Everything changes. Looking around in nature, this seems like an obvious thing to say. But we weren't always so sure. As an example, many scientists were once pretty certain that we (people) were created as we are, and remained unchanged ever since. The idea of chimpanzees changing over time to create less and less furry humans seemed crazy.
But most scientists now hold evolution as a pretty solid theory. If it's in nature, it changes. The more recent debate has been around how. Is it a slow progression over time, almost imperceptible unless you look across millions of years? Or are long periods of business-as-usual occasionally interrupted with abrupt change? What does this have to do with yoga? Well, yoga changes too. It evolves. And just like the "punctuated equilibrium" model of evolution, it appears yoga has evolved in substantial leaps from time to time. While we may often hear talk of preserving the ancient traditions of yoga "untouched" -- the real history might not uncover itself quite in this light.
A Brief History of Yoga
The Beginning. About 5,000 years ago, yoga was invented. We think this happened in the Indus Valley, on a sunny Tuesday afternoon. We know this because we've uncovered stone carvings that show people sitting in meditative-looking positions. It's worth noting that this is well before Hinduism came into being. Also of interest, ancient Egyptian images from over 5,000 years ago show some pretty good tree-poses, among other things. Concluding things about ancient times can get a little wobbly, especially without context.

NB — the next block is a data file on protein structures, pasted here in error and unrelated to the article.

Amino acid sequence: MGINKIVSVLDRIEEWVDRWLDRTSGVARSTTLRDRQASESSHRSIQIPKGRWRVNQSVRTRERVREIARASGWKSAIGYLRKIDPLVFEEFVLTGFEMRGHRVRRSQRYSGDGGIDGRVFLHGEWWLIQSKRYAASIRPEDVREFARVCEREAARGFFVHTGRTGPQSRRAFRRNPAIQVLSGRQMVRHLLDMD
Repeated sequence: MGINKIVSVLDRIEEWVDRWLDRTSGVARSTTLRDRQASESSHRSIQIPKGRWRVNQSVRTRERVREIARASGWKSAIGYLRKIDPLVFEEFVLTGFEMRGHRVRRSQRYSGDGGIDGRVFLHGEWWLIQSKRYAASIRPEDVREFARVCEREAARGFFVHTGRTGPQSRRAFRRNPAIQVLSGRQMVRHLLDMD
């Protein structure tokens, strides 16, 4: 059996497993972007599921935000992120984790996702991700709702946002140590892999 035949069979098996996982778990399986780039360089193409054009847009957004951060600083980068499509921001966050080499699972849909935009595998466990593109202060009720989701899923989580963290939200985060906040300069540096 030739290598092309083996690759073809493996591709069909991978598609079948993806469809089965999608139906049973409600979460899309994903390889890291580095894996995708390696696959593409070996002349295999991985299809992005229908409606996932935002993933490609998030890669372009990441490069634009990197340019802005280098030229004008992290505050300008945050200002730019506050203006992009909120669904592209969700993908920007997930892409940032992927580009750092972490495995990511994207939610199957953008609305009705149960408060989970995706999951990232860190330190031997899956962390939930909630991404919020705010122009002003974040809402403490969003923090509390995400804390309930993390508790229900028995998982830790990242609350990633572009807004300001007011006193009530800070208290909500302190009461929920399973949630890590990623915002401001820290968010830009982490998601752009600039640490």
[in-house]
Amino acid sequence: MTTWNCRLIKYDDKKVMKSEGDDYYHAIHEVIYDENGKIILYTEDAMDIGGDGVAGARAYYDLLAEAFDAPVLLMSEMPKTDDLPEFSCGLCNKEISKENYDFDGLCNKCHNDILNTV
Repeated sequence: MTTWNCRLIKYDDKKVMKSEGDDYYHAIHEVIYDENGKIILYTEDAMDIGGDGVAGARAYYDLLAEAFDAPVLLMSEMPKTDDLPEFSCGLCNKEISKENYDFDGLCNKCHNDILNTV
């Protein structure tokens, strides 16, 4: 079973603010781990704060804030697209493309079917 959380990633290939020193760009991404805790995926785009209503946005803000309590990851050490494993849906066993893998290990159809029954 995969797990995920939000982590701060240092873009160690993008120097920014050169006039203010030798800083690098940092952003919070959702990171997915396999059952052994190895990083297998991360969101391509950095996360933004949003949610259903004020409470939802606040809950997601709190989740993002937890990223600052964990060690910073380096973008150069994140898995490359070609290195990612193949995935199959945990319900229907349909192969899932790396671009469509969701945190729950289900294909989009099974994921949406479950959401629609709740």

Vedic Period. Between 3,500 and 2,500 years ago the Vedas were written, which formed the basis for Hinduism. Yogis at this time were often solitary types, living in forests. Their interests aimed at enduring physical hardship by sharpening their minds.
Pre-Classical Yoga. About 2,500 years ago, the Upanishads were written. The Bhagavad Gita is left as the oldest known yoga scripture, dating to 500 BCE. Yoga practice seems to soften a bit, becoming more meditative and less reclusive.
Classical. Patanjali's Yoga Sutras form the defining text here, outlining the Eightfold Path of yoga: what to do and not do, how to relate with ourselves and others, how to sit, breathe, withdraw, focus, concentrate, meditate, and of course, enlighten. It's worth noting there is only a single mention of physical activity here, as preparation for proper sitting.
Today. Now we have Iyengar, Ashtanga, Kundalini, Strala (where I spend my time)... many choices! Yoga likely came to the US in the 1800's, but its popularity really emerged in the 1960's. Along with LSD and trips to India. Yoga now is substantially more active. It's also apparently more fun to watch, as there is some talk of adding it as an Olympic sport.
History in Context
We know from the fossil record that dinosaurs disappeared about 65 million years ago. If we want to know how, we have to dig a little left and right for context, which is often where we find the most interesting parts of the story. It's the same with yoga history. Here, the context gives us a constant that has it all make sense. In fact, the one constant for yoga, throughout all its changes over all this time: it has always made sense right where it is. The practices of yoga that left a lasting mark in the record all made sense as the right creation for people in their own time and place.
Five thousand years ago in the Indus Valley, we were all farming. People worked pretty hard on their feet, and moved around quite a lot. Whether we call those stone carvings yoga or not, it makes sense that people needed to sit down and rest. Sitting and getting quiet has a way of uncovering some interesting things for all of us. This may have lead to increasingly long walks in the woods, and some effort to test just how far we can go inside.